Measurement methodGroupt1t2t2 − t1
MinMaxMean ± SDMinMaxMean ± SDMinMaxMean ± SD
NA (°)Nonosteoarthritis90113102.20 ± 5.05*89112102.28 ± 5.51*−1111−0.08 ± 5.38
Osteoarthritis8410496.43 ± 6.357510490.85 ± 8.84−13195.58 ± 7.36
DINonosteoarthritis0.330.620.50 ± 0.09*0.230.680.48 ± 0.14*−0.100.200.09 ± 0.09
Osteorarthritis0.480.920.70 ± 0.010.420.860.72 ± 0.10−0.300.20−0.03 ± 0.14
CINonosteoarthritis0.000.040.00 ± 0.0030.000.090.01 ± 0.028*−0.090.00−0.01 ± 0.024
Osteoarthritis0.000.170.03 ± 0.0470.000.250.12 ± 0.080−0.250.08−0.09 ± 0.090

Within a time period for each measurement method, value differs significantly (P < 0.05) from the value for the osteoarthritis group.

Evaluation of the DI—Mean DI did not differ significantly between t1 and t2 for the nonosteoarthritis (0.50 vs 0.48, respectively) or osteoarthritis (0.70 vs 0.72, respectively) groups (Table 3). Mean DI for the nonosteoarthritis group was significantly (P < 0.001) less than the mean DI for the osteoarthritis group at t1 and t2.

Evaluation of the CI—Mean CI for the nonosteoarthritis group did not differ significantly between t1 and t2 (0.00 and 0.01, respectively; Table 3). For the osteoarthritis group, mean CI at t2 (0.12) was significantly (P < 0.001) greater than the mean CI at t1 (0.03). No significant difference in mean CI was found between the osteoarthritis and nonosteoarthritis groups at t1; however, the mean CI of the nonosteoarthritis group at t2 was significantly (P < 0.001) less than the mean CI of the osteoarthritis group at t2.

Discussion

The common belief that hip joints tighten as a result of progressing osteoarthritis could not be confirmed in the study reported here. Joint laxity (as measured by the use of various methods) can precede hip joint remodeling and osteoarthritis.1,18,20,24 Joint laxity is also a function of coxofemoral position, with measured laxity decreasing for hip joints in extreme extended positions and maximal for hip joints in more neutral positions.25 Two methods for radiographic measurement of laxity were used in this study (NA from the hip-extended radiographic projections and DI from the hip-neutral distraction radiographic projections), each of which revealed a different result. The NA is a method to quantify laxity in ventrodorsal hip-extended radiographs; scores > 105° represent tight hip joints, whereas lower scores represent looser hip joints.12 For the nonosteoarthritis group, 5 (25%) dogs had an NA ≥ 105° at t1, and 8 (40%) dogs had an NA ≥ 105° at t2. For the osteoarthritis group, none of the dogs had an NA ≥ 105° at either time point. The NA decreased over time in the osteoarthritis group, which indicated that hip joints loosened with the onset of osteoarthritis.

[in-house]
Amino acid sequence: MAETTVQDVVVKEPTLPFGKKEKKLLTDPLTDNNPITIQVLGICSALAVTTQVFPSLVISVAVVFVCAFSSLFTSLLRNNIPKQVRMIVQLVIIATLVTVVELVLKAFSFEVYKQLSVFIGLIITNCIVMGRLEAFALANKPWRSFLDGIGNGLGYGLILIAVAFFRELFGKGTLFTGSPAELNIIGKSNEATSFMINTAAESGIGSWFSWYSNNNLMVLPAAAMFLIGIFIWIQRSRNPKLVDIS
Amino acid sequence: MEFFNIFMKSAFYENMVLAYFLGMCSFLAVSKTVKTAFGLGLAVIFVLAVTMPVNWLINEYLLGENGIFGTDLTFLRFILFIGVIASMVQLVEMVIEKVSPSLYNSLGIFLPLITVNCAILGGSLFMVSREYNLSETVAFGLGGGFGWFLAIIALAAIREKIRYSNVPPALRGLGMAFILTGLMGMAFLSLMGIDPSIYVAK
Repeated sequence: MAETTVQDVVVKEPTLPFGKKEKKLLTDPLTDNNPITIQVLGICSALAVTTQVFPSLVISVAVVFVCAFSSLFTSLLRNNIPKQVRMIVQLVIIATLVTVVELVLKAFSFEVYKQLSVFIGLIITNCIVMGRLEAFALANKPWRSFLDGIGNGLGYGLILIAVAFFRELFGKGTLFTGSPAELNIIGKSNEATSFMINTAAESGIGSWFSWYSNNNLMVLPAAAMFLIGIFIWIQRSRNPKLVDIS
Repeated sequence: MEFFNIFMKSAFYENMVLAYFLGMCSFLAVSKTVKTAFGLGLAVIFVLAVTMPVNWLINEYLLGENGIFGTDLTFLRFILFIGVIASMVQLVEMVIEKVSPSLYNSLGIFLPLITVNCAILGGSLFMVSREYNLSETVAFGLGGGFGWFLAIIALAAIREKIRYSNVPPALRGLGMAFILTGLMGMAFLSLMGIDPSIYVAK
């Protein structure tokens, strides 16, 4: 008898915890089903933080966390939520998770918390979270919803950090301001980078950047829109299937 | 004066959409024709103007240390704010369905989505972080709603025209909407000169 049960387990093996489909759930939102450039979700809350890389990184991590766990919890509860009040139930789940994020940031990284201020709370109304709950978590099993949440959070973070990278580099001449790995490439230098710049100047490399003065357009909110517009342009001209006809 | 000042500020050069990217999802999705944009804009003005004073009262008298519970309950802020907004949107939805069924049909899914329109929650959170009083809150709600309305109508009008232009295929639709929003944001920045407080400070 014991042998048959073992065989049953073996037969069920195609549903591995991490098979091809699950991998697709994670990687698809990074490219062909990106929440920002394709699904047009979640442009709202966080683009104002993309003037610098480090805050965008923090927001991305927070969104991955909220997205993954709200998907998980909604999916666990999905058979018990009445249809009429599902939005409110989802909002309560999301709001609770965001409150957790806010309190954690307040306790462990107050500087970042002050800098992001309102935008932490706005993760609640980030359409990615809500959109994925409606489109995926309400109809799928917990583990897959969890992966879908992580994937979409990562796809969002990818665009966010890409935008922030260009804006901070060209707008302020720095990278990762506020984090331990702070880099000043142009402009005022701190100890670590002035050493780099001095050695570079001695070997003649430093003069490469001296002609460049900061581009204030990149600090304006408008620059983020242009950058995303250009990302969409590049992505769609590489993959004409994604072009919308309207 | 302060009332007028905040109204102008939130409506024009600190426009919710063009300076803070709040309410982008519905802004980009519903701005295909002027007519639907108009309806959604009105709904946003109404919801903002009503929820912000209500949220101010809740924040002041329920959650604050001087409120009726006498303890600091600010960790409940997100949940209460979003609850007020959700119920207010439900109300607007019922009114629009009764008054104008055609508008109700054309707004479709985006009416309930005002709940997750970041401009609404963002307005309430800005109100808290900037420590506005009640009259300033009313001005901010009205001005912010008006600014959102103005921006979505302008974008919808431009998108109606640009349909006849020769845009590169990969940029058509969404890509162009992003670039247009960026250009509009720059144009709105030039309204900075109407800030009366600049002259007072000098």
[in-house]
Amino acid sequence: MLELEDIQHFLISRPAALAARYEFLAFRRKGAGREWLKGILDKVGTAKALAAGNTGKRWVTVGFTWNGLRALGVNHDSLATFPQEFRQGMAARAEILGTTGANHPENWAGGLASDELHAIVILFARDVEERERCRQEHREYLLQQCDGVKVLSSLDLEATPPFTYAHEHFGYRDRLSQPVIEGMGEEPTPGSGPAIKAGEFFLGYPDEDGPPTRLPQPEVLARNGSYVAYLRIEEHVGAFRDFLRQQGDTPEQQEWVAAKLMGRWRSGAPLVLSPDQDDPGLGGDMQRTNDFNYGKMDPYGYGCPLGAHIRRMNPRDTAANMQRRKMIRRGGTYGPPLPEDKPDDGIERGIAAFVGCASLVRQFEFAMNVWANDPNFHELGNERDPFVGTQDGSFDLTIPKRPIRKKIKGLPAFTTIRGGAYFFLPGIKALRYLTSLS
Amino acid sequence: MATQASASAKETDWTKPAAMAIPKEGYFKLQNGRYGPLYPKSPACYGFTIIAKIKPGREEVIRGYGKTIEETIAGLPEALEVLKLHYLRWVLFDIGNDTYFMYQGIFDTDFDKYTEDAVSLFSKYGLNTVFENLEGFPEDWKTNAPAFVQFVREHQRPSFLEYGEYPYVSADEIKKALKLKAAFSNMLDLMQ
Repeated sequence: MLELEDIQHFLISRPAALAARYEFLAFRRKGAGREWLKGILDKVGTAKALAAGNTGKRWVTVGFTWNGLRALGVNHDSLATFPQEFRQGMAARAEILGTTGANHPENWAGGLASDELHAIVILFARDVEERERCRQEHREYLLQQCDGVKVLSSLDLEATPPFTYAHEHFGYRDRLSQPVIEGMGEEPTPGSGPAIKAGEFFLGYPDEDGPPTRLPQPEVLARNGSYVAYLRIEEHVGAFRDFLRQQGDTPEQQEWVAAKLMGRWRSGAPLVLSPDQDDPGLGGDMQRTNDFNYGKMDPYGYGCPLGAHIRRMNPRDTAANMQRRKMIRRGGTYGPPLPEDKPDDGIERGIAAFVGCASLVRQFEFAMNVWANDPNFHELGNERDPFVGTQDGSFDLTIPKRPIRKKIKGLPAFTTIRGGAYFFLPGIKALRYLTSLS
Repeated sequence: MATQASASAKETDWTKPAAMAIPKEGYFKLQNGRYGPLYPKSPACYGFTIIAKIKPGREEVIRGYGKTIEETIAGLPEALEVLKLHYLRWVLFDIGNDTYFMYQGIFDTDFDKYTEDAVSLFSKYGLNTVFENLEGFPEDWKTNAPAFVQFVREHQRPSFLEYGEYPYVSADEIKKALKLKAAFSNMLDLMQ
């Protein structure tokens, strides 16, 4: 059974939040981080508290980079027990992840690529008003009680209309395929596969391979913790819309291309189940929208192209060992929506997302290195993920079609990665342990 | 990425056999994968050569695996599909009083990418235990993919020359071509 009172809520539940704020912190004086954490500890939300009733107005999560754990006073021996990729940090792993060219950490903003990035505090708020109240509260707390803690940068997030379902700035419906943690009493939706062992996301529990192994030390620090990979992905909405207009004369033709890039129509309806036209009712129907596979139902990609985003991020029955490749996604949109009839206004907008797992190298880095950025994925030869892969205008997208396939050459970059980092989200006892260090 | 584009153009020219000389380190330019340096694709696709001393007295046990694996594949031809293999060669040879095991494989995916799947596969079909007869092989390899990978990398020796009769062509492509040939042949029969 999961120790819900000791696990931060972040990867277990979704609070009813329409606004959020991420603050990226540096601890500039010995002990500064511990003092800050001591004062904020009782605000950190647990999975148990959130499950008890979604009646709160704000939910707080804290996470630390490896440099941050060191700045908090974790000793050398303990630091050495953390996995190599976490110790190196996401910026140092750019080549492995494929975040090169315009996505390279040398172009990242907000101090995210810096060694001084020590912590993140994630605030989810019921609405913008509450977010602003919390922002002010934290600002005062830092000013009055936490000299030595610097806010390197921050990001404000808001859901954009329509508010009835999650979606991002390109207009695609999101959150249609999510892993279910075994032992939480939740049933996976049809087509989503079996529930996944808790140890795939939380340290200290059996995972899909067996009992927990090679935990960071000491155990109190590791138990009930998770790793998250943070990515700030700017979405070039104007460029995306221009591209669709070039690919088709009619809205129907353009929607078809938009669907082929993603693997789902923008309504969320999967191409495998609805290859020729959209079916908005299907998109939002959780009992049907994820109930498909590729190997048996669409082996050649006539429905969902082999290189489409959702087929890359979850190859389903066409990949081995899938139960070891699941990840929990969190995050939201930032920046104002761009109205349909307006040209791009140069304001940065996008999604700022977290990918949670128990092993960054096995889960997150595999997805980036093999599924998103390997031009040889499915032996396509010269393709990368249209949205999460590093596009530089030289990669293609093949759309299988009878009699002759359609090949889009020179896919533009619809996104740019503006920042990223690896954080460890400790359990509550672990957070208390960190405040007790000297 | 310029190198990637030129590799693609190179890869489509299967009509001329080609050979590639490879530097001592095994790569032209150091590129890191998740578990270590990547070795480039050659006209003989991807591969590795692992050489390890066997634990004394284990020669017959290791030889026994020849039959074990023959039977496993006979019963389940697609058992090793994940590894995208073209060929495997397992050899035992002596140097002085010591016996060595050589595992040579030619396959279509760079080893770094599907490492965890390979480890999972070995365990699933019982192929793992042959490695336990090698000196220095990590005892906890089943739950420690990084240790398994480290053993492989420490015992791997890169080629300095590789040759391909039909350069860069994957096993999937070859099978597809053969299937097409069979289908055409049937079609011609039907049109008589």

The DI quantifies hip joint laxity as measured by the PennHIP DI. Scores range from 0 to > 1, with 0 representing full congruence (tight hip joints) and 1 representing complete luxation (loose hip joints). In this study, the DI as a measure of joint laxity did not change significantly over time in the nonosteoarthritis or osteoarthritis groups, which is consistent with results in another report.9 This result can be interpreted to mean that in the neutral distraction position, the DI is unaffected by mild or moderate osteoarthritis. This would give the DI more clinical value (ie, the magnitude of the DI can reflect the inherent susceptibility of a dog to osteoarthritis by remaining constant despite osteoarthritis, whether evaluated prospectively or retrospectively9,19). Another important consideration is that the more constant a trait is over time, the higher its genetic determination and estimate of heritability.26

The NA from the hip-extended radiographs and the DI from the distraction radiographs are both accepted measures of hip joint laxity, but these measures behaved differently in response to the onset of osteoarthritis in this study. A consistency was that both NA and DI indicated that the nonosteoarthritis dogs had tighter hip joints than did the dogs that ultimately developed osteoarthritis. This is consistent with the current understanding that joint laxity makes hip joints susceptible to osteoarthritis.9,11,17–20,27 Interestingly, the nonosteoarthritis group had a mean DI of 0.50, which was typical for Labrador Retrievers in the PennHIP database, whereas the osteoarthritis group had a mean DI of 0.70, which was markedly greater (ie, more lax). However, both DI values were within the osteoarthritis susceptibility range, which suggested that most of the dogs in this study may have developed osteoarthritis if they had been monitored for a sufficient period, as reported elsewhere.28 No similar comparisons of the predictive value of NA can be made because, to the authors' knowledge, such studies directly relating NA to osteoarthritis susceptibility in the long term have not been published. Another consistency was the observation that both NA and DI remained relatively constant for the nonosteoarthritis group between t1 and t2.